Dissertation/Thesis Abstract

The Influence of Peer Groups, Gangs, and Neighborhoods on Juvenile Delinquent Alcohol and Marijuana Use
by Molbert, Courtney L., M.S., University of Louisiana at Lafayette, 2018, 53; 10814507
Abstract (Summary)

During adolescence, as children begin to transition into adults, many physical and mental changes occur which bring with them a desire for experimentation. Thus, many adolescents begin to partake in substance use, in alignment with the views and beliefs of their peers and neighborhoods. In the United States, the most popular substances for adolescent use are alcohol and marijuana, which teenagers continue to indulge in at alarming numbers, despite either significant or relative decreases over the years, and has been brought on by exposure to certain risk factors. The goal of this study was to determine which factors create the greatest likelihood for adolescent alcohol and marijuana use, and if certain influential relationships, such as gang membership and other peer relationships, mediate the effects of disadvantaged neighborhoods. Additionally, an attempt was made to determine if the immediate surroundings and relationships of adolescents work in a complementary fashion to influence one another. In the study, it was found that a socially disorganized neighborhood contributes, along with parental relations, to the selections an adolescent makes in choosing peers. It was also found that poor peer selection can lead to gang membership which would consequently increase the chances of alcohol and marijuana use. Using the National Longitudinal Survey of Youth of 1997 focusing on gangs and neighborhoods as influences to adolescent alcohol and marijuana use, it was discovered that various gang categories and having peers who use alcohol or marijuana correlated with increased adolescent alcohol and marijuana use. The explanation for these categories having such a significant impact on increased levels of adolescent substance use can be attributed to the impressionability and malleability of this transitioning age group, in an attempt to fit in with the peers they have chosen to associate with and a desire to indulge in new experiences.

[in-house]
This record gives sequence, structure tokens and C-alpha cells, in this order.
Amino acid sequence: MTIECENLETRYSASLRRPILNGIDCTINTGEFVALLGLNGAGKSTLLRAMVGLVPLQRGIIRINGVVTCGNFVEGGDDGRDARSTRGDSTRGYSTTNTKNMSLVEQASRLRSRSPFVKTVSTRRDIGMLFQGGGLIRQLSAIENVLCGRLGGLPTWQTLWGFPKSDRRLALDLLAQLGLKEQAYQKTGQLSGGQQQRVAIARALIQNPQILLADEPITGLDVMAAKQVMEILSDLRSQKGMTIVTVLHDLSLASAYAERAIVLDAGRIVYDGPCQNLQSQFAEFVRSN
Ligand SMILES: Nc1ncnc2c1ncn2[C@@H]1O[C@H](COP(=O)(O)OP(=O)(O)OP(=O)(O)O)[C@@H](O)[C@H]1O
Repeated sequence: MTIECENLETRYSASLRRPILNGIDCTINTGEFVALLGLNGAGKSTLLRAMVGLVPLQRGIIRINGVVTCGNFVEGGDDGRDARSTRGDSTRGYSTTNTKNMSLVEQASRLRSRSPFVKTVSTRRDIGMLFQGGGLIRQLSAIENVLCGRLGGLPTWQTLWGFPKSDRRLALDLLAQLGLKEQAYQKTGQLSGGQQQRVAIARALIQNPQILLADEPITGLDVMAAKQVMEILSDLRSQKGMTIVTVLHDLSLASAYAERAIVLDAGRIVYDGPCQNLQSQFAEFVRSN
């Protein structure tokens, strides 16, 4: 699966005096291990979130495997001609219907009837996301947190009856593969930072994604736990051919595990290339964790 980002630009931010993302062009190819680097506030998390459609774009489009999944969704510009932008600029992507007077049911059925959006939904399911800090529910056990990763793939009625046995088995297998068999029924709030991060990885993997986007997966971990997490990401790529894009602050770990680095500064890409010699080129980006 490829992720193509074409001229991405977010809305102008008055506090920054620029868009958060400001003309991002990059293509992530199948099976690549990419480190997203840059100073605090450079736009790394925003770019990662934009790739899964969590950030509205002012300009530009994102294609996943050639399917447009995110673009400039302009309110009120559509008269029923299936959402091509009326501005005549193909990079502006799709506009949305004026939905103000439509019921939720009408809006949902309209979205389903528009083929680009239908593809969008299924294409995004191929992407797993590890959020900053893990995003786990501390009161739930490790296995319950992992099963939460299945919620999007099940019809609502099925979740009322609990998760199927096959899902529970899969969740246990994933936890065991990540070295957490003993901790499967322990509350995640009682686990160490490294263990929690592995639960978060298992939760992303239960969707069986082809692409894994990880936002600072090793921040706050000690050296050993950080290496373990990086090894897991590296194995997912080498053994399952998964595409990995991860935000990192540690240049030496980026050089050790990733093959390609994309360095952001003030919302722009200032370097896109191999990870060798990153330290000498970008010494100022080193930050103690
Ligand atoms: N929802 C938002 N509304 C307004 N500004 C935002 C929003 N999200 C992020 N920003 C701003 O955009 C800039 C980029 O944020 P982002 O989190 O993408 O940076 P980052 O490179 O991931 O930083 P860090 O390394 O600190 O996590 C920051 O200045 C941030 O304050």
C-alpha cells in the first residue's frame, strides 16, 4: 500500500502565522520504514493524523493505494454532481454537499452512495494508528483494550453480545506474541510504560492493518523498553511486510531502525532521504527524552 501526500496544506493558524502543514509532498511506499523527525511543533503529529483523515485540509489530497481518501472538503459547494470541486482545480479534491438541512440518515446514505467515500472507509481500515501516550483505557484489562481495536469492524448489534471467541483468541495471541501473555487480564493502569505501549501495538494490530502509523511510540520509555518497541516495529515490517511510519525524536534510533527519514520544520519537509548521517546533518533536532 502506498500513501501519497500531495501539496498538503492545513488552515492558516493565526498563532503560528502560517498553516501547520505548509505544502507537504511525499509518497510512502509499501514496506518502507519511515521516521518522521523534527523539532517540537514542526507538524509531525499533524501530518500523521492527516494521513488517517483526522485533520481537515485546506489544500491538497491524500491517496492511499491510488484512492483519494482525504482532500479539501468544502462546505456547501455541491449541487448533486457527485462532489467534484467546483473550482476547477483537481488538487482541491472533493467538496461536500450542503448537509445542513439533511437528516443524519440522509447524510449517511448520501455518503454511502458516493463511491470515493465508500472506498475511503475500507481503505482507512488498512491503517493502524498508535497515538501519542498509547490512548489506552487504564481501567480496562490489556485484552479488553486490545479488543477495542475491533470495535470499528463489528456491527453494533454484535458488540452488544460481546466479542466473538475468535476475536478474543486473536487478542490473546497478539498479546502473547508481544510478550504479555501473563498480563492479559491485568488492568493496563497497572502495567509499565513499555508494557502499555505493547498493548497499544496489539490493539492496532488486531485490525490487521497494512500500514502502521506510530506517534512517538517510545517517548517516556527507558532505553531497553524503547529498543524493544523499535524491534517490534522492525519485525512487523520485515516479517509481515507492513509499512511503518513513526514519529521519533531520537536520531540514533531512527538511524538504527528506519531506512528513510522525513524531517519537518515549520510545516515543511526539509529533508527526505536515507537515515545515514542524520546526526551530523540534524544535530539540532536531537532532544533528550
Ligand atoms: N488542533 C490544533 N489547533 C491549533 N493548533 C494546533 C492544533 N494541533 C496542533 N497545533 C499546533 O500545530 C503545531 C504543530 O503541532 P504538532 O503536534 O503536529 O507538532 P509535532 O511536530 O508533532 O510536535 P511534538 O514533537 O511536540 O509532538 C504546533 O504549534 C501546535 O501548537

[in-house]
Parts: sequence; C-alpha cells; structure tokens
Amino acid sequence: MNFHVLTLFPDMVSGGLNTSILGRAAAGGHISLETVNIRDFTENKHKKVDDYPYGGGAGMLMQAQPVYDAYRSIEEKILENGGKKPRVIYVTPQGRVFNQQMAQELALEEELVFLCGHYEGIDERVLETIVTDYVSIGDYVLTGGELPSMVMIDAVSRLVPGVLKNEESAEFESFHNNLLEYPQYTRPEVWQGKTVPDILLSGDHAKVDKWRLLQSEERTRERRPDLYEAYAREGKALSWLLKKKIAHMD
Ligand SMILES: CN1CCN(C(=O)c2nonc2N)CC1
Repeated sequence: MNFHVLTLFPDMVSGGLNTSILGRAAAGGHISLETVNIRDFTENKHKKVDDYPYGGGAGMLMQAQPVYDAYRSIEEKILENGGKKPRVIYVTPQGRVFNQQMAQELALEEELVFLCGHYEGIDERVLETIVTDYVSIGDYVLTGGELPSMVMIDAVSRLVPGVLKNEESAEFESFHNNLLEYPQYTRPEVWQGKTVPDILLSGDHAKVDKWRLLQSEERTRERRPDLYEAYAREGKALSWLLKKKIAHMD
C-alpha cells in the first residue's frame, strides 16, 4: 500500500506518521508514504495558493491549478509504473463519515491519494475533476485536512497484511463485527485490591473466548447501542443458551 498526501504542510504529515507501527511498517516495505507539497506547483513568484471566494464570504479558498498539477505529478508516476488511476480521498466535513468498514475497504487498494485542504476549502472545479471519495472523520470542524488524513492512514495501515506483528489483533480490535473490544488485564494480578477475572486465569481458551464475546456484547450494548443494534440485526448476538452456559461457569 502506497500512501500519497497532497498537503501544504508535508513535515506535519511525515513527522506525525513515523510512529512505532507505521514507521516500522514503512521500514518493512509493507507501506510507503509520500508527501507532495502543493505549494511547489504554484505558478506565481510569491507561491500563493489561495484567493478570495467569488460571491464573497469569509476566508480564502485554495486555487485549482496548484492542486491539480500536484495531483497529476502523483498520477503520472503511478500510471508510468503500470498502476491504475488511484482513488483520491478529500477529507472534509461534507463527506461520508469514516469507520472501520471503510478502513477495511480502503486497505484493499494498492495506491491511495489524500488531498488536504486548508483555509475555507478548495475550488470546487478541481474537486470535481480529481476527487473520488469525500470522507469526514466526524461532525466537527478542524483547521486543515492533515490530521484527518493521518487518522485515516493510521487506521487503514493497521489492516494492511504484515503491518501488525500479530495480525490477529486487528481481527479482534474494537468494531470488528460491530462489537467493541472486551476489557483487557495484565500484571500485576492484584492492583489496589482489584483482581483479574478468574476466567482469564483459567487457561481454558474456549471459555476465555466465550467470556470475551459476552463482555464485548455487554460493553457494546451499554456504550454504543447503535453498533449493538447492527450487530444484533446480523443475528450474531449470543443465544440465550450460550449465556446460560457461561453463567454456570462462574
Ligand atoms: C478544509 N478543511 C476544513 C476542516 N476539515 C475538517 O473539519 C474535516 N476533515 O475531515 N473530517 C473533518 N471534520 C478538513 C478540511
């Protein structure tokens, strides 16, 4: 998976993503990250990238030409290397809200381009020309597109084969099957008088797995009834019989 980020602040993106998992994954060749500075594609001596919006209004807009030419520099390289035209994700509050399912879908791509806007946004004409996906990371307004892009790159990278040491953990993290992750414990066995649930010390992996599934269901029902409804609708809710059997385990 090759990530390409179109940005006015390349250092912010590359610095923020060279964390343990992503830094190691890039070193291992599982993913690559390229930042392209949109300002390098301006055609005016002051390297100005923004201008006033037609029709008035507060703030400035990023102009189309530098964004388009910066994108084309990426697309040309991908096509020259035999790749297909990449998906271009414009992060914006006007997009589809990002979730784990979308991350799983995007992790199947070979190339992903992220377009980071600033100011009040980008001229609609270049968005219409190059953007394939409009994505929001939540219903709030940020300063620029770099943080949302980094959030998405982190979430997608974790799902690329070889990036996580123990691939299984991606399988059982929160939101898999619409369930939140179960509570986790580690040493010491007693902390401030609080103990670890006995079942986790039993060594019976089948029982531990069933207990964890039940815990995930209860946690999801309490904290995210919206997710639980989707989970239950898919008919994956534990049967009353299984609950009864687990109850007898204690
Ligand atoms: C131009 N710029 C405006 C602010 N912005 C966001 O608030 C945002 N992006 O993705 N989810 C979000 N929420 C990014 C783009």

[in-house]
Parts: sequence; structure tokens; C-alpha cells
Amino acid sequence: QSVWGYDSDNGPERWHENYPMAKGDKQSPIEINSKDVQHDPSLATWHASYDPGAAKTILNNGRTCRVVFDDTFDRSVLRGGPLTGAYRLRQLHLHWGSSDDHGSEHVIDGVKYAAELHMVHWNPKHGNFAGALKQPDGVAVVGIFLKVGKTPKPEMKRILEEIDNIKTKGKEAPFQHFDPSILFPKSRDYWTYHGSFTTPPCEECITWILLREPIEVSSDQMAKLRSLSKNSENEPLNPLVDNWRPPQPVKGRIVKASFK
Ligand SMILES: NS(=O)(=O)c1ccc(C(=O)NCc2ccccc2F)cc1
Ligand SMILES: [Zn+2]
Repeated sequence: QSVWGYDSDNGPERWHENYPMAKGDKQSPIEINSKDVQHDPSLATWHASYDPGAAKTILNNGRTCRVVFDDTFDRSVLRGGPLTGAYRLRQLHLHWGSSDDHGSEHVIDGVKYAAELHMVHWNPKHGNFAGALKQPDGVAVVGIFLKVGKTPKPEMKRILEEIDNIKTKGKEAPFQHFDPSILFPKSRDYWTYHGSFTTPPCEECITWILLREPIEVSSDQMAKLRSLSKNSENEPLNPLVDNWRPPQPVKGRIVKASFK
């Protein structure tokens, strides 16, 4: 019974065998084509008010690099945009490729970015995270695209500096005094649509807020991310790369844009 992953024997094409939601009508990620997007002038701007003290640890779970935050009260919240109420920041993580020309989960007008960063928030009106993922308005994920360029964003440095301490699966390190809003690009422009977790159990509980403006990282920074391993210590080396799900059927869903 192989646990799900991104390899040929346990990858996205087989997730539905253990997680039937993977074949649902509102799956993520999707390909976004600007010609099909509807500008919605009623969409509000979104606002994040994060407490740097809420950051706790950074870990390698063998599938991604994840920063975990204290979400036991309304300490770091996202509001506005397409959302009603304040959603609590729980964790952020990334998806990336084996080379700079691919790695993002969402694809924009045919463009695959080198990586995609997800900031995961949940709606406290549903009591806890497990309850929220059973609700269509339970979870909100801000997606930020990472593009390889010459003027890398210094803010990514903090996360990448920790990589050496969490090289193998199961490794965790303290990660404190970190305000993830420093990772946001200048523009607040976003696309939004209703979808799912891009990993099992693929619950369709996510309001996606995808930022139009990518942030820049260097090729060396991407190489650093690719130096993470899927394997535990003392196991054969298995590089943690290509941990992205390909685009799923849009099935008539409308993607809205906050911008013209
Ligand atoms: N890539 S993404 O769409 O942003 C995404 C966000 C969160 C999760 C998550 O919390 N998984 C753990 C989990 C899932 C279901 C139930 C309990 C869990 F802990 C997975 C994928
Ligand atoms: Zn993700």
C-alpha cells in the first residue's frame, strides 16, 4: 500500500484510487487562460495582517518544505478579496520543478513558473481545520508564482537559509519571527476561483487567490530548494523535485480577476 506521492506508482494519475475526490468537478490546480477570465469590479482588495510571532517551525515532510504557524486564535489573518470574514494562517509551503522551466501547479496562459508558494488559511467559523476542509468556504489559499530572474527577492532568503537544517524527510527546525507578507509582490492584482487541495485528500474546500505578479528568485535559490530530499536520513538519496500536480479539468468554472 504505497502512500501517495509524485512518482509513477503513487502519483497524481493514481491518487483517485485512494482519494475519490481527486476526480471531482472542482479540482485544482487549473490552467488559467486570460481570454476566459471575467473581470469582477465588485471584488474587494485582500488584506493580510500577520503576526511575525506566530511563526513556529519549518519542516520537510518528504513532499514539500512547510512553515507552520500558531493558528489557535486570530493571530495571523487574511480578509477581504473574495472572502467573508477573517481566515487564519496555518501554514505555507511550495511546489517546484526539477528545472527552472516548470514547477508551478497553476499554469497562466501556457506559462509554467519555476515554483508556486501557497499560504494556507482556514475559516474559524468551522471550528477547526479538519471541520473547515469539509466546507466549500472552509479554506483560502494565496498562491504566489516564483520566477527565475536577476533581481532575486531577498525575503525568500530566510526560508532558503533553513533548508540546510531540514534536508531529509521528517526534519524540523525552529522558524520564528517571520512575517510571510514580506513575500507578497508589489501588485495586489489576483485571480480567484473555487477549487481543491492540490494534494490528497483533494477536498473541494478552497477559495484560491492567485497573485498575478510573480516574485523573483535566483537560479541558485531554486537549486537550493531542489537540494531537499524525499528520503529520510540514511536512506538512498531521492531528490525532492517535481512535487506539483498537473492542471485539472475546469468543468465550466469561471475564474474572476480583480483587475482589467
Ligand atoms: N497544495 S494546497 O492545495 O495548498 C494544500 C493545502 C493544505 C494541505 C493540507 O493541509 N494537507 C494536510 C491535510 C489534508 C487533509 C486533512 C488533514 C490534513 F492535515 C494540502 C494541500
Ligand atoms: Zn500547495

Indexing (document details)
Advisor: Stearns, Ami E.
Commitee: Jeanis, Michelle N., Khey, David N.
School: University of Louisiana at Lafayette
Department: Criminal Justice
School Location: United States -- Louisiana
Source: MAI 58/05M(E), Masters Abstracts International
Source Type: DISSERTATION
Subjects: Criminology
Keywords: Adolescence, Drug use, Gangs, Influence, Neighborhood, Peer groups
Publication Number: 10814507
ISBN: 9781392041338
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